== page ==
Temporal variability in bioassays of the stomatal ammonia compensation point in relation to plant and soil nitrogen parameters in intensively managed grassland
- 1Plant and Soil Science Laboratory, University of Copenhagen, Faculty of Life Sciences, Thorvaldsensvej 40, 1871 Frederiksberg C, Copenhagen, Denmark
- 2Agroscope Reckenholz-Tänikon Rsearch Station ART, Reckenholzstrasse 191, 8046 Zürich, Switzerland
- 3Institut National de la Recherche Agronomique (INRA), UMR Environnement et Grandes Cultures, Thiverval-Grignon, France
- 4Natural Environmental Research Council, Centre for Ecology and Hydrology, Edinburgh Research Station, Penicuik EH260QB, Midlothian, Scotland
- *now at: Section for Economy and Technology, Halmstad University, 30118 Halmstad, Sweden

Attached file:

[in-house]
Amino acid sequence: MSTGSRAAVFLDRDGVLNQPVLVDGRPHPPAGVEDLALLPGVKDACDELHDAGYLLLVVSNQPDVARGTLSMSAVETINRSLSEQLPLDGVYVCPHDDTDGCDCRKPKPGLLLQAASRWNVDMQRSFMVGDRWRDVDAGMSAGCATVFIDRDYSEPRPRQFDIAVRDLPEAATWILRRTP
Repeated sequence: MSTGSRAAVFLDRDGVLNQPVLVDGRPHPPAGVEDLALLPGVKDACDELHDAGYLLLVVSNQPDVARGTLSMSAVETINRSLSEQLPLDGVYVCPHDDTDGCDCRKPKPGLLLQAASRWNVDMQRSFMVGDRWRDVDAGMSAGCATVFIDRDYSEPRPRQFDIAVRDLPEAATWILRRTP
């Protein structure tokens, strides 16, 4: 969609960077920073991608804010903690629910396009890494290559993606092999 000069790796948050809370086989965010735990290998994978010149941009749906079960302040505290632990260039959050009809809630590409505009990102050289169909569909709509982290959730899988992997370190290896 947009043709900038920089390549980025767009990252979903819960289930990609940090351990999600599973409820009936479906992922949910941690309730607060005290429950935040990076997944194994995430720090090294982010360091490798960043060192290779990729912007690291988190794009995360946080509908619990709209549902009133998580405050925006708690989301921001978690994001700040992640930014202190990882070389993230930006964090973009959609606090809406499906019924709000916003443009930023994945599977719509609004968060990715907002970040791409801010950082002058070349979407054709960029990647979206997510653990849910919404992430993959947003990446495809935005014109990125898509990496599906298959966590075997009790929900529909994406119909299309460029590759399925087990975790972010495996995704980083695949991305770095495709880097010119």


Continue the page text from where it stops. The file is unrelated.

Abstract. The exchange of ammonia between crop canopies and the atmosphere depends on a range of plant parameters and climatic conditions. However, little is known about effects of management factors. We have here investigated the stomatal ammonia compensation point in response to cutting and fertilization of a grass sward dominated by Lolium perenne. Tall grass had a very low NH3 compensation point (around 1 nmol mol−1), reflecting the fact that leaf nitrogen (N) concentration was very low. During re-growth after cutting, leaf tissue concentrations of NO3−, NH4+, soluble N and total N increased along with apoplastic NH4+ concentrations. In contrast, apoplastic pH decreased resulting in largely unaltered NH3 compensation points. Nitrogen fertilization one week after cutting caused the apoplastic NH4+ concentration of the newly emerging leaves to increase dramatically. The NH3 compensation point peaked between 15 and 25 nmol mol−1 the day after the fertiliser was applied and thereafter decreased over the following 10 days until reaching the same level as before fertilisation. Ammonium concentrations in leaf apoplast, bulk tissue and litter were positively correlated (P=0.001) throughout the experimental period. Bulk tissue NH4+ concentrations, total plant N and soil NH4+ concentrations also showed a positive correlation. A very high potential for NH3 emission was shown by the plant litter.